No, it doesn’t! On the contrary, the brakes should last longer if you use a regenerative system. Ordinary brakes are not designed to cope with intense use. Manufacturers use them because you can typically control your momentum and speed on a standard bike relatively easily.
Things get even trickier when you add a motor into the mix and reach speeds of 30 to 35mph. That is why bike manufacturers make regenerative brakes with extra power. Hence, your brakes wear down as much as you engage them.
If you commute on a quiet path daily and only need to brake upon reaching your destination, then you are not putting too much strain on the system. However, if you have to commute your way through a busy and crowded street that requires constant braking, then your brakes will wear down much faster.
How Much Can You Charge an E-bike Battery By Pedaling?
This will depend on a range of factors; from the amount of effort you put into pedaling and the time spent to the age of the battery in question. On average, the life expectancy of an e-bike battery is 5 years. After this, you should consider replacing the battery.
As the battery approaches the 5-year mark, it gets harder for it to sustain the charge properly. Even when you try to recharge it to full capacity, it will take some time.
Regenerative charging is a great way of reducing the carbon footprint and could be a great alternative to traditional electric charging. However, you can also use it to prolong the length of your ride. Depending on the settings on your bike, your speed, and the consistency of your pedaling, it is possible to fully charge the battery.
But it’s not as easy as it sounds! This is because ordinarily, it will take you around 6 to 8 hours to completely charge an e-bike battery using the standard charging method. If you decide to charge the battery by pedaling, as mentioned above, you will have to maintain the ride at 15mph for 8 to 12 consecutive hours to charge the battery.
This is practically impossible for an ordinary rider, and will still be a daunting task for a professional cyclist. Charging by pedaling comes in handy when you decide to complement it with standard electrical charging.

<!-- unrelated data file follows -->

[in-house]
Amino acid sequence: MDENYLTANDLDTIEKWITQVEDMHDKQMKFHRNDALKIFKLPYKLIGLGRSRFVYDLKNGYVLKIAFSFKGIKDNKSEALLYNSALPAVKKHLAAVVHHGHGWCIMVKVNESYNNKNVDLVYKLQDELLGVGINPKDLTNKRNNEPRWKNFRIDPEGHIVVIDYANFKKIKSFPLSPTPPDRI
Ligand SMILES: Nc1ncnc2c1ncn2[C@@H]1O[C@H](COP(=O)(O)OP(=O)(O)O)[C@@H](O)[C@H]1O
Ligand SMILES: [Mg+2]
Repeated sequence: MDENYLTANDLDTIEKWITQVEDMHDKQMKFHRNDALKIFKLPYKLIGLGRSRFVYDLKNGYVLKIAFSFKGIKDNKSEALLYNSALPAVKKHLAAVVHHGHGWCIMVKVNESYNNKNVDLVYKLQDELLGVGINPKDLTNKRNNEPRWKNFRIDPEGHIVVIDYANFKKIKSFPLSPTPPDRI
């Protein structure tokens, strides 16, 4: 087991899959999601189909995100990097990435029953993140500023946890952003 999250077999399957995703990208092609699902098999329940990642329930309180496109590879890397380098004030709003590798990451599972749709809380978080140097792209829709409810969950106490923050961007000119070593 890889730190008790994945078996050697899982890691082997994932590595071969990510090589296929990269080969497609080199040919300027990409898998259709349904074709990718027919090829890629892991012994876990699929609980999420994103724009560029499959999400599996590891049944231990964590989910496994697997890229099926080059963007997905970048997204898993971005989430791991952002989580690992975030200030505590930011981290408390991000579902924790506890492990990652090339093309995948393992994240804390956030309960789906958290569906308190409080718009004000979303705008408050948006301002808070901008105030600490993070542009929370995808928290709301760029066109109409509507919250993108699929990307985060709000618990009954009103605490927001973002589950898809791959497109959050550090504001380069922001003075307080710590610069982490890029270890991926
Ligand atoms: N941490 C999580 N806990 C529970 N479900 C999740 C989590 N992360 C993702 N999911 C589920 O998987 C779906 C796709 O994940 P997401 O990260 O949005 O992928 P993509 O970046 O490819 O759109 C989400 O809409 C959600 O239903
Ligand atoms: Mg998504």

Assuming your commute takes one hour and you are pedaling your e-bike to get there, it should give you around 10 to 15% of the battery capacity just during transit.
This reduces the time to electrically charge the battery by the same percentage, which means less time on the charging cable!
How Effective is Regenerative Braking on an E-bike?
The effectiveness of regenerative braking on an e-bike may vary significantly depending on several factors, including the riding conditions, size of the rider, nature of the terrain, etc. The riding conditions can have a major impact on the effectiveness of regenerative braking.
If you are riding on a busy road with many stops, this will require constant braking that enables you to recapture more energy than you would on a relatively clear road. Additionally, if you are going uphill, you won’t generally use your brakes. This limits the opportunity to generate electricity.
Another aspect that can affect regenerative braking is variations in motor torque. Normally, riders tend to vary the amount of braking. For instance, people usually press the brake levers harder when they want to stop than when they are trying to slow down.
This torque variation results in inefficiencies because the regenerative braking considers the variations in torque when calculating the amount of energy to recover.
Does an E-bike Battery Charge When Riding in Throttle Mode?